I believe this is a very valid concern for many people. There are also those who like to keep their privacy from some strangers who may disturb (eg stalking, spamming) their real life in person.  On the other hand, the bitshare community needs to know their voted delegates are reliable and do not suddenly 'disappear'.  Perhaps one approach is for the delegate candidate to provide information that the community can use to access his/her reputation and/or track records.  What do you think?
« Last Edit: September 07, 2014, 07:24:32 am by cube »
ID: bitcube
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Offline cube

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So far, the following delegates have revealed their identity:
...


If you are willing to reveal your identity, please do so here and list your delegate. PM me if you'd like to modify/remove this info.

Could you please add my delegate to the list?  I have only one delegate and there is an introduction page here : https://bitsharestalk.org/index.php?topic=8204.msg107400#msg107400

ID: bitcube
bitcube is a dedicated witness and committe member. Please vote for bitcube.

Offline cryptillionaire

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I also massively oppose requiring delegates to provide their real life identities. It straight up goes against the point of titan, and comes across as heavily suspicious why you're so interested in  this information. Btsx is in an extremely grey area legally, no doubt it will be under the gaze of governments before long, and I don't want to be dragged away and thrown into guantanamo Bay for hosting a decentralized banking/exchange system. Anyone demanding real life information should first provide their own real life Id to prove they don't work for an intelligence agency/government.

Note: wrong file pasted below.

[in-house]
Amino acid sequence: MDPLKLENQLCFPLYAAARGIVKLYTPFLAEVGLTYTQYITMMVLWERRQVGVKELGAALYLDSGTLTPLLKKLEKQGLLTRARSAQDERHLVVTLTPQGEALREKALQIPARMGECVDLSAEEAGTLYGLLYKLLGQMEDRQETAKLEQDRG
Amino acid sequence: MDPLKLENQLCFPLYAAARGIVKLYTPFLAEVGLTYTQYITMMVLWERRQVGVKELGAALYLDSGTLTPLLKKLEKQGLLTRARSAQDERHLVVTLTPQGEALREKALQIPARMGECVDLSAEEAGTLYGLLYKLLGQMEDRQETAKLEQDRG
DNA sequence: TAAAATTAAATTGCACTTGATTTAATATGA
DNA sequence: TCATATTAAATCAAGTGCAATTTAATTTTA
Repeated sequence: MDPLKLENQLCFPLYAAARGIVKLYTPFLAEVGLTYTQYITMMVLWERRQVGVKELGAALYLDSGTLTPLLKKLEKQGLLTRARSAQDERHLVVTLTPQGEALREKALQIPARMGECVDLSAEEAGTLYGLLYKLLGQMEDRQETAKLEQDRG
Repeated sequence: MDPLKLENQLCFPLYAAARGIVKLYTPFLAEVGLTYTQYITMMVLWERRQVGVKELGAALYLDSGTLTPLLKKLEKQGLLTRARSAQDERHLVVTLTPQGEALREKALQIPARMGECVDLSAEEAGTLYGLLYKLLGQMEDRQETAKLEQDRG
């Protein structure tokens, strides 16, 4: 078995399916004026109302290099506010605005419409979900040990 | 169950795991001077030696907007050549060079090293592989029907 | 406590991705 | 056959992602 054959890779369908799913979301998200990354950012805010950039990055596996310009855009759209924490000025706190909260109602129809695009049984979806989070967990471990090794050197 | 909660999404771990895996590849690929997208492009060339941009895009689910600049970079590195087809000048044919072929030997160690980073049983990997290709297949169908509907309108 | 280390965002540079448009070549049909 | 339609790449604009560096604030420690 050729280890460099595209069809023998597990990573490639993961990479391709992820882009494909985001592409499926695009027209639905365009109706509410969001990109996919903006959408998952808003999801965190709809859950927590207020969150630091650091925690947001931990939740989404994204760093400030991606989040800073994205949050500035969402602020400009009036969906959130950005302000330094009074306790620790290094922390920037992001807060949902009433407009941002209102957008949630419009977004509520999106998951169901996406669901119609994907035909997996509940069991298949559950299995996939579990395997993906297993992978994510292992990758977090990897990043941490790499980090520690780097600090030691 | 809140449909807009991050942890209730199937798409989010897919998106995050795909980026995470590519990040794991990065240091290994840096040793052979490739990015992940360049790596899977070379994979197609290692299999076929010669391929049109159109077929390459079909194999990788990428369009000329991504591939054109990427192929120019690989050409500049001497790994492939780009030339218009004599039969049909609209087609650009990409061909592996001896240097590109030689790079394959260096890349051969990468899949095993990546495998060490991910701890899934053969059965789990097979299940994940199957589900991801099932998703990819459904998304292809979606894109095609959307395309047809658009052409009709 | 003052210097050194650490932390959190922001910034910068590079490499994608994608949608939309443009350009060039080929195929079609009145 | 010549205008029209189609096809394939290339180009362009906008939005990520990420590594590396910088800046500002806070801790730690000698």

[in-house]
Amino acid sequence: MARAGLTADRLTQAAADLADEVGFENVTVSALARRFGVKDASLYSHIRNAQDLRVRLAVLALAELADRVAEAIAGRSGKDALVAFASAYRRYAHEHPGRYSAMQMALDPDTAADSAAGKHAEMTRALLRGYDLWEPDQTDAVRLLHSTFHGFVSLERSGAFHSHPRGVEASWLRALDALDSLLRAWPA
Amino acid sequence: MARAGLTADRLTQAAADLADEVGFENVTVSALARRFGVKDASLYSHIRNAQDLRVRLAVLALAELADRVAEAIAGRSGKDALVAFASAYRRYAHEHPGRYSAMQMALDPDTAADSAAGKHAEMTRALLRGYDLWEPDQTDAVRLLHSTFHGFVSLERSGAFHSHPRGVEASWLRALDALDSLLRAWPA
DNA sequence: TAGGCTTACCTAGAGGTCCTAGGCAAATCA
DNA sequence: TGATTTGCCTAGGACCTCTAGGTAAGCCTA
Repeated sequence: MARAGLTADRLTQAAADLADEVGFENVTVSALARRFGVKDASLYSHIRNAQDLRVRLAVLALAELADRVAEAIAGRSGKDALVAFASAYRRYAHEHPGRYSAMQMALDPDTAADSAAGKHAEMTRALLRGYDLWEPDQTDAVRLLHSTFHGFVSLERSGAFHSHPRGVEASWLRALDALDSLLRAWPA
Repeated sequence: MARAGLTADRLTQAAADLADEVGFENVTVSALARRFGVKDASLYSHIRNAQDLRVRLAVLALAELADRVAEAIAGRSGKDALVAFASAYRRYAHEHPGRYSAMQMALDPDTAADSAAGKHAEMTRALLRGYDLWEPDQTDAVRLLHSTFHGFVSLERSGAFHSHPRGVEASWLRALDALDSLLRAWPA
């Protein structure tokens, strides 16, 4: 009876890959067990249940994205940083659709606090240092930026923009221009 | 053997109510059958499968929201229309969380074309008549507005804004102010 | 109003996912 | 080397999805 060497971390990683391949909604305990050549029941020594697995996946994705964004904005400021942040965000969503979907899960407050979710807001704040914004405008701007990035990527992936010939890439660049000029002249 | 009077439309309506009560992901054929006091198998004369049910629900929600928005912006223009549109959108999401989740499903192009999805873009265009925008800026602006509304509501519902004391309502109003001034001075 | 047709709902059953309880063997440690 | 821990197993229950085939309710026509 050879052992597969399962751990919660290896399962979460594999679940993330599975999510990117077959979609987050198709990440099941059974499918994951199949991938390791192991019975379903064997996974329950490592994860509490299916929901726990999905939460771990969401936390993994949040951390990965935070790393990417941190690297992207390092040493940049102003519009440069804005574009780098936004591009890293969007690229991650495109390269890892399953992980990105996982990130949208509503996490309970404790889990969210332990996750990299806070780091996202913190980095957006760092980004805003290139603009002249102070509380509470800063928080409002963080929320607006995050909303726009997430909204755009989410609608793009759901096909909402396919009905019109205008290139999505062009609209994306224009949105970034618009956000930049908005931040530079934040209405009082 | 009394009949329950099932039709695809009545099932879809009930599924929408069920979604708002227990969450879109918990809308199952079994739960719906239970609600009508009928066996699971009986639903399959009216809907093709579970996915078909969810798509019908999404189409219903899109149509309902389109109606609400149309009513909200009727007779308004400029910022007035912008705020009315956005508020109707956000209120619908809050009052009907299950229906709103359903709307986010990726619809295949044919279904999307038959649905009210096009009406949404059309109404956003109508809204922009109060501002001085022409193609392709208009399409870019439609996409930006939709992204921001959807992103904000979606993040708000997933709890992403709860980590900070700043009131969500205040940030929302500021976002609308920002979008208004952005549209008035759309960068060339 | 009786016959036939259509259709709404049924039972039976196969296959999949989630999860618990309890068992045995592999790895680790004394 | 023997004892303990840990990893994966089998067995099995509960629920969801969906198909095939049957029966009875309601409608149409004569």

Offline GaltReport

Exposing your realword identity is the single biggest deterrent to doing anything malicious. If you support this flawed assumption that it is "impossible" to do anything malicious then I guess you can worry more about 99.9% uptime vs. 99.85% uptime. But if security is your objective then there is nothing more important than realworld identity. As a delegate, if your pseudonym or online reputation is worth less to you than the potential bounty of an attack then we have no recourse against you. If we know your real identity then you will also think about jail time or worse (a much stronger deterrent).

Edit: unnecessary quotes

I understand your reasoning here but this should be strictly voluntary.  Some people (like myself) value their privacy and security HIGHLY and you can actually endanger people by "Doxing" (exposing their identify or other personally identifiable information) them and I am against that.  This information can be used to attack them, their systems, their family, friends and their finances.

Governments for one are very fond of gathering information on people for "good reason" as well.  Trust them, it's all for our own good!!

I have experienced this first hand on multiple levels which is why I am immediately suspicious of ANYONE who trys to identify other people online and I keep my eyes on those people:)

If you are on any forum that I participate in, I am keeping track of EVERYONE who asks people for Personally Identifiable Information (PII). You are on MY LIST.  :)  "Give us your name, address, what kind of system, how much BTSX do you have etc..."  Sure I will, NOT!!  I AM WATCHING YOU (two fingers from my eyes to YOU).  :)  Watch the Watchers!

It is no joke to me. This is also why I (legally) carry.  ;)

Nevertheless, I have offered to identify myself to BM & Stan anytime since they are not far from me.